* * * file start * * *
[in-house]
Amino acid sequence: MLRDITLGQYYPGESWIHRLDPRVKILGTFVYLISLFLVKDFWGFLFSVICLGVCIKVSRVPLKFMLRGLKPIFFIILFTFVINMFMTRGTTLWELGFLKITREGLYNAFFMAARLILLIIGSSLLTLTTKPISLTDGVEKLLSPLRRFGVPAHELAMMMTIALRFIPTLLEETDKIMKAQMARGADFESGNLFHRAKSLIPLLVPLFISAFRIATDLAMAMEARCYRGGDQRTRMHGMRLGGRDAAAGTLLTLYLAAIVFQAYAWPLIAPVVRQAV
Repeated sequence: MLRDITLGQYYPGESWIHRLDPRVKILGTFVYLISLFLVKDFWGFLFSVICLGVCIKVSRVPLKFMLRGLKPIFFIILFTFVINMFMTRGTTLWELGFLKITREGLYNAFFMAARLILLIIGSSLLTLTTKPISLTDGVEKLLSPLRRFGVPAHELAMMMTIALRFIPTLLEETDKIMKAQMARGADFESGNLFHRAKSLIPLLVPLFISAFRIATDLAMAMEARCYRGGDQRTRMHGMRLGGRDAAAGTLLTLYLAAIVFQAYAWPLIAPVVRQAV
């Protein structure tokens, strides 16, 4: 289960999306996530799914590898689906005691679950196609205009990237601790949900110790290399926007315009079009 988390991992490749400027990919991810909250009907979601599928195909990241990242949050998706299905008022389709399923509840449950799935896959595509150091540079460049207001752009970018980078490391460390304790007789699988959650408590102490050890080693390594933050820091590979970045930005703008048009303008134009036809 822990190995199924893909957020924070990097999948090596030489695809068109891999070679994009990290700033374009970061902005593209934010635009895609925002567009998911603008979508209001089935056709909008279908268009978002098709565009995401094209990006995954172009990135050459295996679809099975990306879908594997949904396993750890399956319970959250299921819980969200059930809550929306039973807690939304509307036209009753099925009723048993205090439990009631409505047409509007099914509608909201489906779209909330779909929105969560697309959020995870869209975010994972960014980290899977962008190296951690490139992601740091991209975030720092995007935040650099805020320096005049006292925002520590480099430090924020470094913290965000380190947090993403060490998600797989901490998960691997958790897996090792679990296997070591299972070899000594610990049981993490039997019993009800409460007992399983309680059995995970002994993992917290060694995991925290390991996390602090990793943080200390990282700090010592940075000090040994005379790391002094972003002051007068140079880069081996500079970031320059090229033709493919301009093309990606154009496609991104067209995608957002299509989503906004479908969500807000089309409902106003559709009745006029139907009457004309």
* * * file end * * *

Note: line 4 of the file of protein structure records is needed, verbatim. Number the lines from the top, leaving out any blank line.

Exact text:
């Protein structure tokens, strides 16, 4: 289960999306996530799914590898689906005691679950196609205009990237601790949900110790290399926007315009079009 988390991992490749400027990919991810909250009907979601599928195909990241990242949050998706299905008022389709399923509840449950799935896959595509150091540079460049207001752009970018980078490391460390304790007789699988959650408590102490050890080693390594933050820091590979970045930005703008048009303008134009036809 822990190995199924893909957020924070990097999948090596030489695809068109891999070679994009990290700033374009970061902005593209934010635009895609925002567009998911603008979508209001089935056709909008279908268009978002098709565009995401094209990006995954172009990135050459295996679809099975990306879908594997949904396993750890399956319970959250299921819980969200059930809550929306039973807690939304509307036209009753099925009723048993205090439990009631409505047409509007099914509608909201489906779209909330779909929105969560697309959020995870869209975010994972960014980290899977962008190296951690490139992601740091991209975030720092995007935040650099805020320096005049006292925002520590480099430090924020470094913290965000380190947090993403060490998600797989901490998960691997958790897996090792679990296997070591299972070899000594610990049981993490039997019993009800409460007992399983309680059995995970002994993992917290060694995991925290390991996390602090990793943080200390990282700090010592940075000090040994005379790391002094972003002051007068140079880069081996500079970031320059090229033709493919301009093309990606154009496609991104067209995608957002299509989503906004479908969500807000089309409902106003559709009745006029139907009457004309």